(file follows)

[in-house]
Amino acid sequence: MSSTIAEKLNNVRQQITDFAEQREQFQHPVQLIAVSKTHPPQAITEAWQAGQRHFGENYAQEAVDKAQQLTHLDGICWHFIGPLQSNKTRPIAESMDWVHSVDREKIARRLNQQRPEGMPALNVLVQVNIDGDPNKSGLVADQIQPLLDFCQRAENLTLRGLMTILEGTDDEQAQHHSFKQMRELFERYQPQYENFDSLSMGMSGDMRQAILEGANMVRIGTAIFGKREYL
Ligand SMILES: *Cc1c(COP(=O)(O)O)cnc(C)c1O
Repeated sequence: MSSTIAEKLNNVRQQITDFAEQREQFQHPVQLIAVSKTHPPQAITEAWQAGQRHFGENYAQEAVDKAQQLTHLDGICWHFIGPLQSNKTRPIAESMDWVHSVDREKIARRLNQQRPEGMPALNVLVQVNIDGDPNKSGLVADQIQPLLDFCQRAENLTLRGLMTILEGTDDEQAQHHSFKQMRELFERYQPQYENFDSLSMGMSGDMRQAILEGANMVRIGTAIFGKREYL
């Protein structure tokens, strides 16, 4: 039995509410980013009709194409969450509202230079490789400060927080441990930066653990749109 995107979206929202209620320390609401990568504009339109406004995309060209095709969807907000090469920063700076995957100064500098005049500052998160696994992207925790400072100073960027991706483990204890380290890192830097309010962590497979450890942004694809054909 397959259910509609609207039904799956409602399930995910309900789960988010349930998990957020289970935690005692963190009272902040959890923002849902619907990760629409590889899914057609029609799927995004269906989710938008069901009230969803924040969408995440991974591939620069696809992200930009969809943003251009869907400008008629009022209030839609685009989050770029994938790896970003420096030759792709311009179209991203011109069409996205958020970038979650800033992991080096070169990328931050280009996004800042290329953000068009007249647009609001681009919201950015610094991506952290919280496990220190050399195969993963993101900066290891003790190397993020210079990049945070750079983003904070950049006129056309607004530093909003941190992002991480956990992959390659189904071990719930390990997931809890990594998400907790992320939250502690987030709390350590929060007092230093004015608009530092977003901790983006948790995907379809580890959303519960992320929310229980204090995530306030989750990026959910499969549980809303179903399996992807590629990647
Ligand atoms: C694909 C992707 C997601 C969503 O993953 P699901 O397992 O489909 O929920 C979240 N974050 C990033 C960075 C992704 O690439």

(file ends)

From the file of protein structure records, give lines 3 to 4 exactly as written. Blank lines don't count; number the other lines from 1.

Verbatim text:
Ligand SMILES: *Cc1c(COP(=O)(O)O)cnc(C)c1O
Repeated sequence: MSSTIAEKLNNVRQQITDFAEQREQFQHPVQLIAVSKTHPPQAITEAWQAGQRHFGENYAQEAVDKAQQLTHLDGICWHFIGPLQSNKTRPIAESMDWVHSVDREKIARRLNQQRPEGMPALNVLVQVNIDGDPNKSGLVADQIQPLLDFCQRAENLTLRGLMTILEGTDDEQAQHHSFKQMRELFERYQPQYENFDSLSMGMSGDMRQAILEGANMVRIGTAIFGKREYL